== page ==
Free House sitting on a pile of money



Home buyers in the market to save money on closing costs often are pulled to the ads or marquees of lenders who offer Low Or No Closing Costs.  We have several banks in our area that put out the signs and it draws people in who are looking for a deal on closing costs.

I've seen more than my share of folks who are swept into believing these lenders who offer low or no closing costs, often boasting "$250 closing costs", are really giving them a special deal. The old adage of if it is too good to be true then it is too good to be true fits here. So how can a lender offer low or no closing costs?


FACT:  Most lenders can provide a home buyer with low or no closing costs. 


Is this surprising? It should not be. If a savvy home buyer is comparing options they would soon realize the lender(s) offering low or no closing costs are simply doing so by using premium pricing. Premium pricing means a higher interest rate that creates a larger lender credit which the lender then uses to offset the closing costs. There are still closing costs, they are simply paid by the lender on the home buyer's behalf. Is it reasonable to think an appraiser or title company works for FREE on the loan? 

I often speak with a home buyer who has limited funds available and we discuss ways to limit the out of pocket expense. One such way is to ask the seller to pick up the closing costs. Another is to premium price and have the lender cover them. One has to weigh the real facts. For instance if one pays the higher rate and has lower closing costs that higher rate will prevail as long as one owns the home being purchased.  Is it worth it to pay the higher interest rate for say 30 years? Perhaps not.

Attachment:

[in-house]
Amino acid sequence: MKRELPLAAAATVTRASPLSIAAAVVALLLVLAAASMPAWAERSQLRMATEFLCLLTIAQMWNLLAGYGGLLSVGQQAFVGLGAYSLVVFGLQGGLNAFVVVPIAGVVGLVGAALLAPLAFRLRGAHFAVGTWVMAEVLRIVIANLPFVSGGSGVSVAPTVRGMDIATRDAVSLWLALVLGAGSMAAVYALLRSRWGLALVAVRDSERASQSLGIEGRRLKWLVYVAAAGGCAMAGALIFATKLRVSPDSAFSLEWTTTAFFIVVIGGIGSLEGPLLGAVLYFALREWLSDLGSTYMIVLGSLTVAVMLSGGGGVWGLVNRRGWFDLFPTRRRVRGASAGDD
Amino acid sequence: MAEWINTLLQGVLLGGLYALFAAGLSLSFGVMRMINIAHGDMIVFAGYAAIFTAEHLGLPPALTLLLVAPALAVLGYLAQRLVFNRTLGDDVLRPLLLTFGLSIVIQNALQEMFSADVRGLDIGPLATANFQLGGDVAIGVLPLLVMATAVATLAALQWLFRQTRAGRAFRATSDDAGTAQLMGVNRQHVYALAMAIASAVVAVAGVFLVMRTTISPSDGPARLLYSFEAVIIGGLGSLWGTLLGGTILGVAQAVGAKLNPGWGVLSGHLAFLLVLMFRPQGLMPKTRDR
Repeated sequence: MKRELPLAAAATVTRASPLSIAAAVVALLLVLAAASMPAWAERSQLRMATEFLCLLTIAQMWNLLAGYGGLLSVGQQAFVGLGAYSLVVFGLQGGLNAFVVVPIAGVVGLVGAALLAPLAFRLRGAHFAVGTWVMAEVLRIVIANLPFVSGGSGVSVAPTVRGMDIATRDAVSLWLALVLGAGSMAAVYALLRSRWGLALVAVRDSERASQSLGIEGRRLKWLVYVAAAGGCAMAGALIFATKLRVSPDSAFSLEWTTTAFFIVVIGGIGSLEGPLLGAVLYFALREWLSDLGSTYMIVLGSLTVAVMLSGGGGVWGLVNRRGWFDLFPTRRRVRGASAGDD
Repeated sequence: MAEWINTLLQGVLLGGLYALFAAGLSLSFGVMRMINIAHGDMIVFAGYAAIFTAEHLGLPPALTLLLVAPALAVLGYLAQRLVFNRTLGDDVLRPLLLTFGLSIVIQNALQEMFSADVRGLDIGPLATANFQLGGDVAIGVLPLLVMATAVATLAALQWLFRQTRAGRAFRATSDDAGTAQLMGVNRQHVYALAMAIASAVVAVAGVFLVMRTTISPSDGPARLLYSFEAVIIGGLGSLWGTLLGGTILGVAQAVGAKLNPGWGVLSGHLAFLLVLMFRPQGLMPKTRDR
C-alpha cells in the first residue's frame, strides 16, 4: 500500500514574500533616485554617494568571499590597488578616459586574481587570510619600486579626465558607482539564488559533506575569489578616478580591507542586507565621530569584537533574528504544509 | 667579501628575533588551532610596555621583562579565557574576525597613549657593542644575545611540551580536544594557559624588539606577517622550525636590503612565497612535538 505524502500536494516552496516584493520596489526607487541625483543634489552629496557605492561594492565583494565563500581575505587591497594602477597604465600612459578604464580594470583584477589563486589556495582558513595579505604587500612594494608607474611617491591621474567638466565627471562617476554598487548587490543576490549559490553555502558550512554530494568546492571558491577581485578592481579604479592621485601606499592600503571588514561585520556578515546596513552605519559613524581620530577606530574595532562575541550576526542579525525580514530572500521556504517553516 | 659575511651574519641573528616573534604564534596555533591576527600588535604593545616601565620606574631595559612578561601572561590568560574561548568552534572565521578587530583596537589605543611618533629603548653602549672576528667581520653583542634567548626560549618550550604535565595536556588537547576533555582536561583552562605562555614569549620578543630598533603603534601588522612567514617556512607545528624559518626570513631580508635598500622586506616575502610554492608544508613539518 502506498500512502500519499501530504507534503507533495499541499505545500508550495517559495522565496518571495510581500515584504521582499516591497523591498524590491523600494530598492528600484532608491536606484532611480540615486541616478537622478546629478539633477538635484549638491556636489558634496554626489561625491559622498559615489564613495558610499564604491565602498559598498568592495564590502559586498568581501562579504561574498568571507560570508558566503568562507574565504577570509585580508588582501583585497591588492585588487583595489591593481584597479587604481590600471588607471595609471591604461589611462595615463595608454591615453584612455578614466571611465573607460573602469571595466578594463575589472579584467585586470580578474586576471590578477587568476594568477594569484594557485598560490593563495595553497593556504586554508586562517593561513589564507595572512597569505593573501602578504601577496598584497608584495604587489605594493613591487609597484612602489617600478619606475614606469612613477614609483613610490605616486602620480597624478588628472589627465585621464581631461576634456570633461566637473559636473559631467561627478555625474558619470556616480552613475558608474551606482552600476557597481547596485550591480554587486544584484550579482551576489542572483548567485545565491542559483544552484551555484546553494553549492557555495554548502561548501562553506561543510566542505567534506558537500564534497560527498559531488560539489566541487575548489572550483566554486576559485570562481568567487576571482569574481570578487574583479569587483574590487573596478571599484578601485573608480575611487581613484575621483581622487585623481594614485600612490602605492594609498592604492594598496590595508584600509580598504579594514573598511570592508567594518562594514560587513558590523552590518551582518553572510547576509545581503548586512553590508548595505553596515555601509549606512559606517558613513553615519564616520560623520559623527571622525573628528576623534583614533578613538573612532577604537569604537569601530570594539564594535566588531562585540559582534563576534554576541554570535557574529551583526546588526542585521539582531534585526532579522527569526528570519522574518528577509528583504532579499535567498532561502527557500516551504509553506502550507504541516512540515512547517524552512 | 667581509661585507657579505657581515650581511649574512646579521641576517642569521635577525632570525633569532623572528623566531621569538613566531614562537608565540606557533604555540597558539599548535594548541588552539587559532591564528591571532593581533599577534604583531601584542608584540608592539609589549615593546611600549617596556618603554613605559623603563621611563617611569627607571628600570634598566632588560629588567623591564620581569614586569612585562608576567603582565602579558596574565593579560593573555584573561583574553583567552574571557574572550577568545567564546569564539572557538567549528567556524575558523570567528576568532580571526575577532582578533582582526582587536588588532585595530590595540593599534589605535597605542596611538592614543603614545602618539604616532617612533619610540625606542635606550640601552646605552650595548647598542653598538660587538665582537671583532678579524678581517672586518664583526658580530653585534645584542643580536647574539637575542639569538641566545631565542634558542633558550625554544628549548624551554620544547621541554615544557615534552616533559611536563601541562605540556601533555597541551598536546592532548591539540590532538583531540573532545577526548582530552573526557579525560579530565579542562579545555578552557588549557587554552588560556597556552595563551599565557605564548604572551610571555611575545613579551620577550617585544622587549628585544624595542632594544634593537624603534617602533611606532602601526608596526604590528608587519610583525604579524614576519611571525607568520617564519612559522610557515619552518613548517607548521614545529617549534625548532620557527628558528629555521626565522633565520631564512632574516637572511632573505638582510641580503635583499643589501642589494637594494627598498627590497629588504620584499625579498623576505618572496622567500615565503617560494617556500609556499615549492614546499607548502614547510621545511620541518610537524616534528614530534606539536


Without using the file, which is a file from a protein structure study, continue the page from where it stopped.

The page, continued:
On several occassions I have used premium pricing to assist a home buyer with closing costs. This is a decision made by the home buyer after being fully informed of the options.

So, before a home buyer chooses low or no closing costs discuss all the options with a lender willing to lay them all out so a smart choice can be made.  There is no free lunch so question how a lender offers low or no closing costs and then compare other lenders.



Comment balloon 0 commentsDora Griffin • April 10 2017 02:46PM